Defendant No. 6 filed a review petition and challenged the said compromise, which according to her was executed behind her back. The review petition was disposed of with a clarification that the said order recording compromise would not be binding on Defendant No.6 and would not come in her way of agitating her rights in the suit properties.
Thereafter the Defendant No. 6 filed the application in the Suit, seeking transposition as Plaintiff in the Suit. It was opposed by the Plaintiff contending inter alia that Defendant No. 6 was trying to get a declaration in respect of the registered release deed, which relief was time barred. It was contended that whatever share the Defendant No. 6 was entitled to, would be determined by the Court in the partition Suit and as such, there was no need for her transposition. The application was allowed on June 6, 2019 by the trial court against which, the Petition came to be filed.
Whether a defendant whose interest is not identical with the plaintiff, can be permitted to be transposed as plaintiff in case of part abandonment of suit claim by the plaintiff.
Contentions raised by the Petitioner:
It was contended by the Petitioner that the Defendant No. 6 was transposed in the Suit when there was conflict of interest in respect of some of the Suit properties. The interests of the Plaintiff and Defendant No. 6 were not identical and hence, transposition could not have been allowed.
It was urged that the provision of Order 23 Rule 1A of CPC was not applied in its proper perspective to the facts of the case. Here the interests of the parties were distinct as the Petitioner was not interested in the portion of the Suit property in which the Defendant No. 6 was interested, in respect of which portion, the Defendant No. 6 could continue with the dispute. Inasmuch as the portion of the Suit properties in which the Petitioner was concerned, there was no dispute, as the parties had entered into a compromise in respect thereof. Defendant No. 6, therefore, could pursue her claim against the rest of the defendants by way of a separate proceeding where various issues, including the issue of limitation could be decided. The Petitioner was not required to be a party to the said proceeding. Hence, there was a misjoinder of cause of action and misjoinder of parties, in allowing the Defendant No. 6 to be transposed as a Plaintiff in the Suit. It was therefore, urged that the impugned order be set aside.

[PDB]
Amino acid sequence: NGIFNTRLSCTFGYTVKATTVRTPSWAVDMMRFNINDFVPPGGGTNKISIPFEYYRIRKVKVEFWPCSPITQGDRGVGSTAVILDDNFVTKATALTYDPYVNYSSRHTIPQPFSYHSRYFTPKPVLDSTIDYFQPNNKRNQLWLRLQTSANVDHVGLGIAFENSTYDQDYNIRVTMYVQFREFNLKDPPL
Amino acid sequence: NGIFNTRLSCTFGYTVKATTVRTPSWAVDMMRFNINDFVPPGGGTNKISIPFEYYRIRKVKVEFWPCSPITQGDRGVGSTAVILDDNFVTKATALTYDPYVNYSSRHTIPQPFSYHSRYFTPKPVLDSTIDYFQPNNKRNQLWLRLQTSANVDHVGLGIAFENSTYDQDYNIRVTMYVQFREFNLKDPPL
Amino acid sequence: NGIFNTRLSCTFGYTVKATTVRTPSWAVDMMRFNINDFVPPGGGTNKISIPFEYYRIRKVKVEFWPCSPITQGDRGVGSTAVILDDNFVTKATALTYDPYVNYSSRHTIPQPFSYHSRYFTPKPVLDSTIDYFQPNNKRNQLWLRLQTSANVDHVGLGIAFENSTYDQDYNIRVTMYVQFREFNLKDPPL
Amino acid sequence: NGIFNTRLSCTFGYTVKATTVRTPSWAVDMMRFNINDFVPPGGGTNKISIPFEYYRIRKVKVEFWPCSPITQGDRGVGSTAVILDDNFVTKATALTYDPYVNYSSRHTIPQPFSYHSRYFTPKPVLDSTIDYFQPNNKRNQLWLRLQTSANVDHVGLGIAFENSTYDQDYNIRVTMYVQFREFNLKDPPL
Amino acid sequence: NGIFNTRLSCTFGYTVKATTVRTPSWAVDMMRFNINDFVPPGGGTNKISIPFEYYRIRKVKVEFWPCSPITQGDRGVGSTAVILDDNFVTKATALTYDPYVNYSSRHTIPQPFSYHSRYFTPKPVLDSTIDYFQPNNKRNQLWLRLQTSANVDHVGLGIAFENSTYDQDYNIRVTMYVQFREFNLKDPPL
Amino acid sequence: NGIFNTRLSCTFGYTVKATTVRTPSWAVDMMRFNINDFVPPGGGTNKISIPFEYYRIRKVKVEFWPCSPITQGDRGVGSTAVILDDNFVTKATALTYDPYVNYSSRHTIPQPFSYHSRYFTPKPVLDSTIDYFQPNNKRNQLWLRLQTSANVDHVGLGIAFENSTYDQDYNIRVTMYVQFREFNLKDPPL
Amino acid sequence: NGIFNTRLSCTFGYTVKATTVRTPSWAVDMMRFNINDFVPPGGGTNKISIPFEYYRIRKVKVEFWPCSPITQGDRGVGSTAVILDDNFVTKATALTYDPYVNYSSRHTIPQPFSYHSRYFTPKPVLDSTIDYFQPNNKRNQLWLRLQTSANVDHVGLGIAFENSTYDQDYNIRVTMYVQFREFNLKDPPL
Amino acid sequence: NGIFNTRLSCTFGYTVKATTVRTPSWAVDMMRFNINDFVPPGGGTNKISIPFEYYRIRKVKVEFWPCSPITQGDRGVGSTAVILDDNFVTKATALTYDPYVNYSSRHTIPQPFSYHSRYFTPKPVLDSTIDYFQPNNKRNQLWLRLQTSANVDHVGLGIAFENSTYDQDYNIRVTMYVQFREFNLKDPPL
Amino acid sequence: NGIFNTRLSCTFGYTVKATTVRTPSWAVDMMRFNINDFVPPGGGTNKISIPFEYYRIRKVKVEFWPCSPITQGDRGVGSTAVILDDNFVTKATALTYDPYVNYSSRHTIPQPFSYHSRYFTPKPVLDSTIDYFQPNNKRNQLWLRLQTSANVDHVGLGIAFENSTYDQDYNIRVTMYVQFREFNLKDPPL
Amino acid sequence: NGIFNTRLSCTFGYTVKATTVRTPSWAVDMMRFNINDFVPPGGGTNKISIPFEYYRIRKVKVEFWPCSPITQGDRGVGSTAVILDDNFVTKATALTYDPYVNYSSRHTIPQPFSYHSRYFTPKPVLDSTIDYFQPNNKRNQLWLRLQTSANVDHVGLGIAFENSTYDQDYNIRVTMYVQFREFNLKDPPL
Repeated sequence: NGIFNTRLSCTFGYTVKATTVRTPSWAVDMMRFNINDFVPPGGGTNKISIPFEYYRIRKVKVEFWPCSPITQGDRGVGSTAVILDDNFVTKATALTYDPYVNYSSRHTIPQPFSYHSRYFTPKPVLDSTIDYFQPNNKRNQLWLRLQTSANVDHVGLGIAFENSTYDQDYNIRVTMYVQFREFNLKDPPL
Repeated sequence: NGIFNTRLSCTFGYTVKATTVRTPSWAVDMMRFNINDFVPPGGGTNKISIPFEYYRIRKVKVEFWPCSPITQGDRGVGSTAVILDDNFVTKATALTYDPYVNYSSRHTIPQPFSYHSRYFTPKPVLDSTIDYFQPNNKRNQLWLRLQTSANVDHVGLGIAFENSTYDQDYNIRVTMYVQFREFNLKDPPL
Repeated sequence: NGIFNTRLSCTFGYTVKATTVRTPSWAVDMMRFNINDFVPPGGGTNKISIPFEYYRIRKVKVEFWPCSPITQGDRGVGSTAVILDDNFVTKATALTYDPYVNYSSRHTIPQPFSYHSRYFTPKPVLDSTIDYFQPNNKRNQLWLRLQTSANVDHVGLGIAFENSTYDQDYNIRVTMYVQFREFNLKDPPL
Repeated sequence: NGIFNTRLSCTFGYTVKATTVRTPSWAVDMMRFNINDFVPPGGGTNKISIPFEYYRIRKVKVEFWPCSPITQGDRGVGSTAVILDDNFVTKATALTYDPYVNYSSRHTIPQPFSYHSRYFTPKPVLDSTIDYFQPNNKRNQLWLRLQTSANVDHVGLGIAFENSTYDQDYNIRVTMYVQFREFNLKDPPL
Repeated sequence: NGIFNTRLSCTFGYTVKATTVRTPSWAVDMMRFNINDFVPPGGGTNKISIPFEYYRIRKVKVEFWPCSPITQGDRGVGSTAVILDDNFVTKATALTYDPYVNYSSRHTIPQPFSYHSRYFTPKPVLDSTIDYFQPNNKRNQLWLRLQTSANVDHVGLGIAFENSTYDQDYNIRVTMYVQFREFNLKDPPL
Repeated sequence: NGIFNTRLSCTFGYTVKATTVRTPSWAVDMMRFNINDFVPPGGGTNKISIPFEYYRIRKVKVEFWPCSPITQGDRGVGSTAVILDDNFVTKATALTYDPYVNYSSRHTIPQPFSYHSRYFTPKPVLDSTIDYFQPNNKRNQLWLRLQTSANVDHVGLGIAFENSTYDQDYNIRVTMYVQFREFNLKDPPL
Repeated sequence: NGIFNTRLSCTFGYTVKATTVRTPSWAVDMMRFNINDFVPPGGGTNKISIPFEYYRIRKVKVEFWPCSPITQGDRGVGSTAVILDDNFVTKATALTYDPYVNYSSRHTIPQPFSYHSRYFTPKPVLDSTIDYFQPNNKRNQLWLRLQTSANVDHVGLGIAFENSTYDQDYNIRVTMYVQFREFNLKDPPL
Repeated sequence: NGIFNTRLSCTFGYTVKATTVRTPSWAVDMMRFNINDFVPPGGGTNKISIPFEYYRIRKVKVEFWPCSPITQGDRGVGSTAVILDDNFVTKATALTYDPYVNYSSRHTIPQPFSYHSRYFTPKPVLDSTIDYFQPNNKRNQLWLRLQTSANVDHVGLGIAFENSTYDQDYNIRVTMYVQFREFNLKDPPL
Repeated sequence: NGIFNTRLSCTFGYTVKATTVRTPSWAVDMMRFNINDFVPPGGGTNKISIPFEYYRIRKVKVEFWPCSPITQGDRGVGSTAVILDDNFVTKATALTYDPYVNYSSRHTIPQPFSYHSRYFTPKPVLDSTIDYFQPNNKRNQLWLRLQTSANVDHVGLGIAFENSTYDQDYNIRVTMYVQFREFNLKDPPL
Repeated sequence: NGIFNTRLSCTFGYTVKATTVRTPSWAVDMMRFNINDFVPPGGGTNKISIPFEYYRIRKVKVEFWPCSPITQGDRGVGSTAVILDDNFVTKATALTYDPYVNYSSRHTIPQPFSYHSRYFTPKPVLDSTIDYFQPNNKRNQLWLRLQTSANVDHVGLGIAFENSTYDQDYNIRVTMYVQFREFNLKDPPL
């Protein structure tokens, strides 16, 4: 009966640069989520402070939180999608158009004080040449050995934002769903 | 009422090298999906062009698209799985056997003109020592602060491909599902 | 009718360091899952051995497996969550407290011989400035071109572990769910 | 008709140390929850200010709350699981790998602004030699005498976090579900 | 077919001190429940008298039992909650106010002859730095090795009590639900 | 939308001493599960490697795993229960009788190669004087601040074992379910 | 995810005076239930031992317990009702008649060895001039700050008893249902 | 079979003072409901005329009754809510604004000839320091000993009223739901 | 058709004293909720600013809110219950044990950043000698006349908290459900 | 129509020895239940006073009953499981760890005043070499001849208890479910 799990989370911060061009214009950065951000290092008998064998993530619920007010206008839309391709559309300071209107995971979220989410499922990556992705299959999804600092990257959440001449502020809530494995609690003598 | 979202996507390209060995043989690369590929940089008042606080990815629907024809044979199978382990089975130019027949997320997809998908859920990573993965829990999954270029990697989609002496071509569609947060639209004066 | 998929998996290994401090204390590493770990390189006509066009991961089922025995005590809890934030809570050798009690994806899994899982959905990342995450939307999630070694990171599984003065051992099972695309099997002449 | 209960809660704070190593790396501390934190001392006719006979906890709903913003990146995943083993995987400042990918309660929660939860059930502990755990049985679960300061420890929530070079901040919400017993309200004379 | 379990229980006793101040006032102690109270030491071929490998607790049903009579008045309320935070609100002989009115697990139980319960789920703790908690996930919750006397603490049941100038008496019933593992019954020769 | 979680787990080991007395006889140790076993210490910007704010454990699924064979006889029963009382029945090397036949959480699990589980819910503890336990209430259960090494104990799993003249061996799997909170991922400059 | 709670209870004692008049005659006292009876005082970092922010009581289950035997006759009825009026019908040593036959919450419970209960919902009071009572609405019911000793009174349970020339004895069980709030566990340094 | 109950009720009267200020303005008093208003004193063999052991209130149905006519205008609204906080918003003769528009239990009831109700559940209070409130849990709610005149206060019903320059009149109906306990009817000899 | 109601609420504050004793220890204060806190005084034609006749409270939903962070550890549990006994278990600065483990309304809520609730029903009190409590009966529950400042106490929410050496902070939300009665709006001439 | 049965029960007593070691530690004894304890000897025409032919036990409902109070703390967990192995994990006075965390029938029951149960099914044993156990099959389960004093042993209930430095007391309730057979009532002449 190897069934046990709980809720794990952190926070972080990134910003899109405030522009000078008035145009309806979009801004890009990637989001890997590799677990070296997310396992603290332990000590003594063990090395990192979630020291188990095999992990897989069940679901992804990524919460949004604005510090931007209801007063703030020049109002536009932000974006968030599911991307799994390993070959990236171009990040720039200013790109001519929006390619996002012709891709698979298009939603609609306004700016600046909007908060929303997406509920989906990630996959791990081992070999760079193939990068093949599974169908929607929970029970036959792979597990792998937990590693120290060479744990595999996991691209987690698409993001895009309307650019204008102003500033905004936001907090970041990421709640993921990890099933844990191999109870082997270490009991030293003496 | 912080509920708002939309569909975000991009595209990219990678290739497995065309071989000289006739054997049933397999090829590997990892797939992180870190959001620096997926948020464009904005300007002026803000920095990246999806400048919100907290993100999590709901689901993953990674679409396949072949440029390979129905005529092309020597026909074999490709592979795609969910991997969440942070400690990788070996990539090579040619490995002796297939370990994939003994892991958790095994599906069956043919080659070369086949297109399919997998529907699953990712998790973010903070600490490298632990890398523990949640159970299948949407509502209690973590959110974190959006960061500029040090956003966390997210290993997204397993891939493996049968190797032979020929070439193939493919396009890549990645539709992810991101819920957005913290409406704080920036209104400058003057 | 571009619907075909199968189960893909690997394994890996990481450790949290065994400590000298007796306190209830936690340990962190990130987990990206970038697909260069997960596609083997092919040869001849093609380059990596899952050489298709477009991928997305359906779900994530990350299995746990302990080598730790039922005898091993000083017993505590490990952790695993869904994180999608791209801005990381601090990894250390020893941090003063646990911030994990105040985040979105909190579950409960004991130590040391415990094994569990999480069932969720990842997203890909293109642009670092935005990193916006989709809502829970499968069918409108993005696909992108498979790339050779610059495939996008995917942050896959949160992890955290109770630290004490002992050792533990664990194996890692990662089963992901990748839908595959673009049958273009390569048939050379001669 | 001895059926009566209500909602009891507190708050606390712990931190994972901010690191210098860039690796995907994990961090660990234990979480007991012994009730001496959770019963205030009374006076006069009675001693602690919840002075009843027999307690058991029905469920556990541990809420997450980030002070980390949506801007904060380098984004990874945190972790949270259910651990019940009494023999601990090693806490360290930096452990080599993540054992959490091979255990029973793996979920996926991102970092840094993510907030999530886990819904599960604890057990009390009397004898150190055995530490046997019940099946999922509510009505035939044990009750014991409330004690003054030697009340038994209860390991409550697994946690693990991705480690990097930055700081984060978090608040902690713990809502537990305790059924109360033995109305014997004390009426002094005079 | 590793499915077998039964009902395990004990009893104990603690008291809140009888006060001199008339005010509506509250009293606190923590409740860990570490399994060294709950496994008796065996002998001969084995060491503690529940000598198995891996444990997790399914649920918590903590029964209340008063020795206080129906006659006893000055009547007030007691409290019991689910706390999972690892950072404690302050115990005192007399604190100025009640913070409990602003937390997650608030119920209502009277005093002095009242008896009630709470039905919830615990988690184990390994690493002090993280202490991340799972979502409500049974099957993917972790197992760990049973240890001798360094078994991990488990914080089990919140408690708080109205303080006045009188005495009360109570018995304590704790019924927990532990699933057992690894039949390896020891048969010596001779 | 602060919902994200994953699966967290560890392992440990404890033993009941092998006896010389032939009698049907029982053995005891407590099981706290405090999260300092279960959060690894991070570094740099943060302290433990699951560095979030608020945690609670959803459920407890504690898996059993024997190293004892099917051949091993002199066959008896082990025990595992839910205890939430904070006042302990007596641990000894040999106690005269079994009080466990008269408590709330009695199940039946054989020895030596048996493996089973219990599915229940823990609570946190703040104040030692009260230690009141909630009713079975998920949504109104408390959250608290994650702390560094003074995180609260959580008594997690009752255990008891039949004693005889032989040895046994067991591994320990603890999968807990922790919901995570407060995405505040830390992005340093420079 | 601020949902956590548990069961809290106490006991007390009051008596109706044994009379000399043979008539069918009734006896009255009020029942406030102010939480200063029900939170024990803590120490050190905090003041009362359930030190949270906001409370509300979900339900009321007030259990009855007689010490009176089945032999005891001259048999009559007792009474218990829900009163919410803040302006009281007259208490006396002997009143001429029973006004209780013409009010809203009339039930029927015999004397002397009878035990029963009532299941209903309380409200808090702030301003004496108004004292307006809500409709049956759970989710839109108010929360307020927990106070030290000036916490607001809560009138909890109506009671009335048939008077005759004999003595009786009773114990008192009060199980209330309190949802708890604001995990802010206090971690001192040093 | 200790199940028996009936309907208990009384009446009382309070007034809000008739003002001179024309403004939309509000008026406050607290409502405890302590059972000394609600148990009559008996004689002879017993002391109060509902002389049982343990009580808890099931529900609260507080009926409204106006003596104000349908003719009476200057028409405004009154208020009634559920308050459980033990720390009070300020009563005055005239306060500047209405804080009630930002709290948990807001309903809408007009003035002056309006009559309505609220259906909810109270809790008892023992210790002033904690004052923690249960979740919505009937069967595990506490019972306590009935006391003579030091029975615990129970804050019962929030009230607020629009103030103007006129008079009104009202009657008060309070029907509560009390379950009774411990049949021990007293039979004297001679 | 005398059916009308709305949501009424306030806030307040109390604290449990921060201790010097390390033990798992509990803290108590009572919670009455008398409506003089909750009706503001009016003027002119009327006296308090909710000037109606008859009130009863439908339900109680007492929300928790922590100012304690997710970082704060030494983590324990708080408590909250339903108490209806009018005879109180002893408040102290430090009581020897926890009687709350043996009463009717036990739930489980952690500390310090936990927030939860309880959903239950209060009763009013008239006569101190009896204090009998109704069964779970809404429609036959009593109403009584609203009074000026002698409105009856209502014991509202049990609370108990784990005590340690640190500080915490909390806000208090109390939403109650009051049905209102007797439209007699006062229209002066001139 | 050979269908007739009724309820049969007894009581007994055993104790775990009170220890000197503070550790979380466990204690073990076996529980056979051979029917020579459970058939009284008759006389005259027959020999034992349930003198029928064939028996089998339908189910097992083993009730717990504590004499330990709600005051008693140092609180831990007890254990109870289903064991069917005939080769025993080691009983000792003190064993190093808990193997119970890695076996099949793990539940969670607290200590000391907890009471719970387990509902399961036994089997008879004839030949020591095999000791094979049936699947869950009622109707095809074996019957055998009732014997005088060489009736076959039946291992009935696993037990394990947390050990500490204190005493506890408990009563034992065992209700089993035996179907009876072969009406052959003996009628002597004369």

The Petitioner relied upon the judgment of Kashibai Waman Patil (D) Through L.Rs. v. Shri Taukir Ahmed Mohammed Hanif Khan and Others [2015(6) All MR 340] (“Kashibai Case”) to buttress her arguments.
Contentions raised by the Respondent:
The Respondent contended that the compromise in the appeal was entered into behind her back and as such she has no option but to file the application for her transposition as a Plaintiff.
It was further pointed out that the Hon’ble court while disposing off the review petition filed by the Respondent, wherein, it was specifically recorded that the compromise would not be binding on the Respondent with respect to a portion of the Suit property in which she is interested. This was on the premise that Respondent was not present while the compromise was entered into. It was thus, clarified, that the compromise would not come in the way of the Respondent to agitate her right in the Suit properties, including the disputed portion.